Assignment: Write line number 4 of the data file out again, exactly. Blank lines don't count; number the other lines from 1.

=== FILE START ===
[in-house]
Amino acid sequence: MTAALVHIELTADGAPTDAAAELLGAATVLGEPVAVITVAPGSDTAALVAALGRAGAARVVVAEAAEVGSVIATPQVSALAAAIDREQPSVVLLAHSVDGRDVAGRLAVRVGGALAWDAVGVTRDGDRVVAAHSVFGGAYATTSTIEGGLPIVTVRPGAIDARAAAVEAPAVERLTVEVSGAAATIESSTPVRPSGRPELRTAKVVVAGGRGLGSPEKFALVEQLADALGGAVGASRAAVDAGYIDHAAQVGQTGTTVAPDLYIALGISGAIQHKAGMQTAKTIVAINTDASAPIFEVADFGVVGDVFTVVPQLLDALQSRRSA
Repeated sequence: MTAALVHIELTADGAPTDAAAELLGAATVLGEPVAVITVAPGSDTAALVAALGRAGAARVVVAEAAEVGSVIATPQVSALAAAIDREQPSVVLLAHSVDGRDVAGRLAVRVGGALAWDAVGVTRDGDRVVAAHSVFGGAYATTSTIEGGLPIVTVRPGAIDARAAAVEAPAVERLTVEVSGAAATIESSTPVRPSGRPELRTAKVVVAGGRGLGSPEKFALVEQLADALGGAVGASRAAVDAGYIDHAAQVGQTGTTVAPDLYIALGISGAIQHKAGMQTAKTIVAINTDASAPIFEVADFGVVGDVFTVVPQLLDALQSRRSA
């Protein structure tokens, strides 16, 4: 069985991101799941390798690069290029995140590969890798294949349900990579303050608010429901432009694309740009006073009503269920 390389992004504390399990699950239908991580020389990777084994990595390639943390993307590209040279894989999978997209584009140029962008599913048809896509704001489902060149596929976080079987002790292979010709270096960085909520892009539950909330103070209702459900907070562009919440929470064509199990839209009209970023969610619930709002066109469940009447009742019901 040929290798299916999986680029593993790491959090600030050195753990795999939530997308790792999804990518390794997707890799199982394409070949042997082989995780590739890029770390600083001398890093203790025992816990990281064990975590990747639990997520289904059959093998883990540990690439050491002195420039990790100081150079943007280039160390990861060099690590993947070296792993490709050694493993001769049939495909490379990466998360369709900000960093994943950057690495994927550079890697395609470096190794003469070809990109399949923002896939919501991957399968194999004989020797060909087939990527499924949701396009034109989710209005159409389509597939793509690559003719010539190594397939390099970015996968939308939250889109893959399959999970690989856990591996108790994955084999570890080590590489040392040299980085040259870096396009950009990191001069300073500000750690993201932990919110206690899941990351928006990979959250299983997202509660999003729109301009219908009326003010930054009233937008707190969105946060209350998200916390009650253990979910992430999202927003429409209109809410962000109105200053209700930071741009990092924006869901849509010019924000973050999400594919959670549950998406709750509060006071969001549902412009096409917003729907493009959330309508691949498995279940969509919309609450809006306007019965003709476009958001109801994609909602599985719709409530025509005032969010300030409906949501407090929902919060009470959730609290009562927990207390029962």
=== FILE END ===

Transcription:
């Protein structure tokens, strides 16, 4: 069985991101799941390798690069290029995140590969890798294949349900990579303050608010429901432009694309740009006073009503269920 390389992004504390399990699950239908991580020389990777084994990595390639943390993307590209040279894989999978997209584009140029962008599913048809896509704001489902060149596929976080079987002790292979010709270096960085909520892009539950909330103070209702459900907070562009919440929470064509199990839209009209970023969610619930709002066109469940009447009742019901 040929290798299916999986680029593993790491959090600030050195753990795999939530997308790792999804990518390794997707890799199982394409070949042997082989995780590739890029770390600083001398890093203790025992816990990281064990975590990747639990997520289904059959093998883990540990690439050491002195420039990790100081150079943007280039160390990861060099690590993947070296792993490709050694493993001769049939495909490379990466998360369709900000960093994943950057690495994927550079890697395609470096190794003469070809990109399949923002896939919501991957399968194999004989020797060909087939990527499924949701396009034109989710209005159409389509597939793509690559003719010539190594397939390099970015996968939308939250889109893959399959999970690989856990591996108790994955084999570890080590590489040392040299980085040259870096396009950009990191001069300073500000750690993201932990919110206690899941990351928006990979959250299983997202509660999003729109301009219908009326003010930054009233937008707190969105946060209350998200916390009650253990979910992430999202927003429409209109809410962000109105200053209700930071741009990092924006869901849509010019924000973050999400594919959670549950998406709750509060006071969001549902412009096409917003729907493009959330309508691949498995279940969509919309609450809006306007019965003709476009958001109801994609909602599985719709409530025509005032969010300030409906949501407090929902919060009470959730609290009562927990207390029962």